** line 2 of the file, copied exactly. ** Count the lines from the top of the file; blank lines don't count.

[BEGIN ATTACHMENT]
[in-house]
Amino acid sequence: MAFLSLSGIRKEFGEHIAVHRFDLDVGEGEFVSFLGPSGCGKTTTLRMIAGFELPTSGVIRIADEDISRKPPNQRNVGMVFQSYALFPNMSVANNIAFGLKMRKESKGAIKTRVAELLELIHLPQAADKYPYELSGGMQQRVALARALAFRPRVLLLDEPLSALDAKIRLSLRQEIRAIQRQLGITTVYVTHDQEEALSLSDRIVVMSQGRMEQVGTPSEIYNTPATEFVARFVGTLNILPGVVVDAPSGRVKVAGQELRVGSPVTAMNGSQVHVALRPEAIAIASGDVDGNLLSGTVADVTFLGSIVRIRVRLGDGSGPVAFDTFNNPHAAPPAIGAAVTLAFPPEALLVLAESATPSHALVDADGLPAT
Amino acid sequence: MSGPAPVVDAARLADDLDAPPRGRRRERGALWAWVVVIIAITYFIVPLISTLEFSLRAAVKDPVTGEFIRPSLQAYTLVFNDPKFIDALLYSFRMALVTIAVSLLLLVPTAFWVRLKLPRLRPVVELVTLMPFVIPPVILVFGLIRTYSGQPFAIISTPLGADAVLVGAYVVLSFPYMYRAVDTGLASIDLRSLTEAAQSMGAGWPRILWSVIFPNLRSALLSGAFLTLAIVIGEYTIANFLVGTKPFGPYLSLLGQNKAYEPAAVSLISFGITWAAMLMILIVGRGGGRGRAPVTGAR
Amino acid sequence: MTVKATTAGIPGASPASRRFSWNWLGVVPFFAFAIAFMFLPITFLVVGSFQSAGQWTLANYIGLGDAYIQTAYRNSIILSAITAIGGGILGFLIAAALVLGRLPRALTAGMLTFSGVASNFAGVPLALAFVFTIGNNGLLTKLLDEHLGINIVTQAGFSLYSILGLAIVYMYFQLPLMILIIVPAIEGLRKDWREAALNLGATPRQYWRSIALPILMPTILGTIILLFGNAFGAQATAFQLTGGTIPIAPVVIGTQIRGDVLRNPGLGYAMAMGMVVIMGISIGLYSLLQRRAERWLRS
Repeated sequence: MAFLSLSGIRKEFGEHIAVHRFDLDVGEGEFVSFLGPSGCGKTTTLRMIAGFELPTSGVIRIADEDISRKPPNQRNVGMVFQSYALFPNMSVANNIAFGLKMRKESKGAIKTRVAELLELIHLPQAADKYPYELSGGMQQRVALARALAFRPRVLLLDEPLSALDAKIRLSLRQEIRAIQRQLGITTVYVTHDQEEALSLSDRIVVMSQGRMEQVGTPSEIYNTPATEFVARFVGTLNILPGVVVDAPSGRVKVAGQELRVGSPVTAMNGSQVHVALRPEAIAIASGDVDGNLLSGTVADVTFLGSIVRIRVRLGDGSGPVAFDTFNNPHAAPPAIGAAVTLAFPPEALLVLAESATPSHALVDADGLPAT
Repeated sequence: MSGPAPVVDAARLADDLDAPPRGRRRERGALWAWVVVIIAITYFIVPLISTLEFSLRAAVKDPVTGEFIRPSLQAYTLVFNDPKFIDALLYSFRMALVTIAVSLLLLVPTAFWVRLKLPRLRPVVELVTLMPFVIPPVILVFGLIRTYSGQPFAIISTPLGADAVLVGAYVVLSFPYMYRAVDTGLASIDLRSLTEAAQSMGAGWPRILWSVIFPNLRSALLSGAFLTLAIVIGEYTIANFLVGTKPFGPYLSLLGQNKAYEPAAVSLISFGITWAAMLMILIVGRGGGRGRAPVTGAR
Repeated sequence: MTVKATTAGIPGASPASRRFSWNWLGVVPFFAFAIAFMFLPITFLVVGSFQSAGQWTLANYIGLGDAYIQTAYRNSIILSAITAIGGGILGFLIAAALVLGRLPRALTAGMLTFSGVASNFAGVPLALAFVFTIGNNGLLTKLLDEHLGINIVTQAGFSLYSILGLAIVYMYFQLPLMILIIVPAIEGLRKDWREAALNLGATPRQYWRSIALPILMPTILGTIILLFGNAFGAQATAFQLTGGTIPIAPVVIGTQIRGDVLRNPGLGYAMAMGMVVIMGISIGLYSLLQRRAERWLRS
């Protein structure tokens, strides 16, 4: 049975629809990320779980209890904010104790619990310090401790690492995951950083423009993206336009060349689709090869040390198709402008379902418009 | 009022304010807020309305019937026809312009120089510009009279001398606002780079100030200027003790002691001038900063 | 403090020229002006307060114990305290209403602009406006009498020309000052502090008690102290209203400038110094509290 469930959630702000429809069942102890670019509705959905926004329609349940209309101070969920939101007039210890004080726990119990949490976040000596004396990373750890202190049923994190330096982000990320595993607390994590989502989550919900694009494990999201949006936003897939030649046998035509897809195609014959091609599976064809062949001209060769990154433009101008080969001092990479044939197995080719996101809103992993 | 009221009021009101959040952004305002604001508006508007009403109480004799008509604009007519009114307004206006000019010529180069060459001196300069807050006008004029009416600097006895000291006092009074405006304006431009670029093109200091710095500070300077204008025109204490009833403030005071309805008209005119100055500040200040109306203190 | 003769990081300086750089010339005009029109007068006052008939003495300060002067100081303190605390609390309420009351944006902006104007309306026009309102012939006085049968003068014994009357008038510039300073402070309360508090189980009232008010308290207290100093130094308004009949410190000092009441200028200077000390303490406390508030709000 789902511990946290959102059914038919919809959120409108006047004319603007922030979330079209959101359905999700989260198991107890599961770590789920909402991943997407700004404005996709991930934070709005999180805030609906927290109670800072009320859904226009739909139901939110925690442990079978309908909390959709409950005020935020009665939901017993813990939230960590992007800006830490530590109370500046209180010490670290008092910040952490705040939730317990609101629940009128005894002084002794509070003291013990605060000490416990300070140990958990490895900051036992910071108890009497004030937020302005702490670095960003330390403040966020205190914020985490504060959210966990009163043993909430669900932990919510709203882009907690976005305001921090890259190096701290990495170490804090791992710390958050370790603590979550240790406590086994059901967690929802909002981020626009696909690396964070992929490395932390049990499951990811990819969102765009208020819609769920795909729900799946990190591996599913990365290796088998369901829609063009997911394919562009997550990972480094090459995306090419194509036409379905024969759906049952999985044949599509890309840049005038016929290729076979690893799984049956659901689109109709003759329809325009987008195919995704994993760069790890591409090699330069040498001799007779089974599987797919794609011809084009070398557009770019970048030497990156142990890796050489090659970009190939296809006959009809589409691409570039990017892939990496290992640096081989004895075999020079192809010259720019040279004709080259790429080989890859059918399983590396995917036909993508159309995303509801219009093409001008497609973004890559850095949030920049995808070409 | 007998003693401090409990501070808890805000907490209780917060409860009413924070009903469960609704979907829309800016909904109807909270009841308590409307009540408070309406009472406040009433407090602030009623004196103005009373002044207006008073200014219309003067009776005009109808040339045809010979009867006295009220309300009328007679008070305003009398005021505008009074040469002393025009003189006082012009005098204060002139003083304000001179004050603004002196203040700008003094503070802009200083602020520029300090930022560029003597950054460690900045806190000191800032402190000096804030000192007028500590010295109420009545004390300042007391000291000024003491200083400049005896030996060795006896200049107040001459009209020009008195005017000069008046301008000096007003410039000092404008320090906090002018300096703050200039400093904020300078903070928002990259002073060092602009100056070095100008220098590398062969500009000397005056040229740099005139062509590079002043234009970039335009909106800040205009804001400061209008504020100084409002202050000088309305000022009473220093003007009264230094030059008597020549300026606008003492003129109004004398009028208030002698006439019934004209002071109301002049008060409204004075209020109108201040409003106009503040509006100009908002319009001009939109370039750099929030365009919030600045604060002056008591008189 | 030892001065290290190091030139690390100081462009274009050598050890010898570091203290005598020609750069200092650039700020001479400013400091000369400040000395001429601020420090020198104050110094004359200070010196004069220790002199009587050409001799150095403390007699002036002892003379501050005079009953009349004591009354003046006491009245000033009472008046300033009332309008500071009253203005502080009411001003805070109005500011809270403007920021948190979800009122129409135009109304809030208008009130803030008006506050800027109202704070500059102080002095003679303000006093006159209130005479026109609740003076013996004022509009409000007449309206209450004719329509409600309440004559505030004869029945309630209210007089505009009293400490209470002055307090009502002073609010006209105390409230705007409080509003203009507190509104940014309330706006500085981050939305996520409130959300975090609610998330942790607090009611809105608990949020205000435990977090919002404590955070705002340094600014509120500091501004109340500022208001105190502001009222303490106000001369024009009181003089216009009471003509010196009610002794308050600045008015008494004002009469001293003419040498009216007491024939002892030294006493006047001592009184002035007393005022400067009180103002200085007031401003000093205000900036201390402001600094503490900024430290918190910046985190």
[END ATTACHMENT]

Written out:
Amino acid sequence: MAFLSLSGIRKEFGEHIAVHRFDLDVGEGEFVSFLGPSGCGKTTTLRMIAGFELPTSGVIRIADEDISRKPPNQRNVGMVFQSYALFPNMSVANNIAFGLKMRKESKGAIKTRVAELLELIHLPQAADKYPYELSGGMQQRVALARALAFRPRVLLLDEPLSALDAKIRLSLRQEIRAIQRQLGITTVYVTHDQEEALSLSDRIVVMSQGRMEQVGTPSEIYNTPATEFVARFVGTLNILPGVVVDAPSGRVKVAGQELRVGSPVTAMNGSQVHVALRPEAIAIASGDVDGNLLSGTVADVTFLGSIVRIRVRLGDGSGPVAFDTFNNPHAAPPAIGAAVTLAFPPEALLVLAESATPSHALVDADGLPAT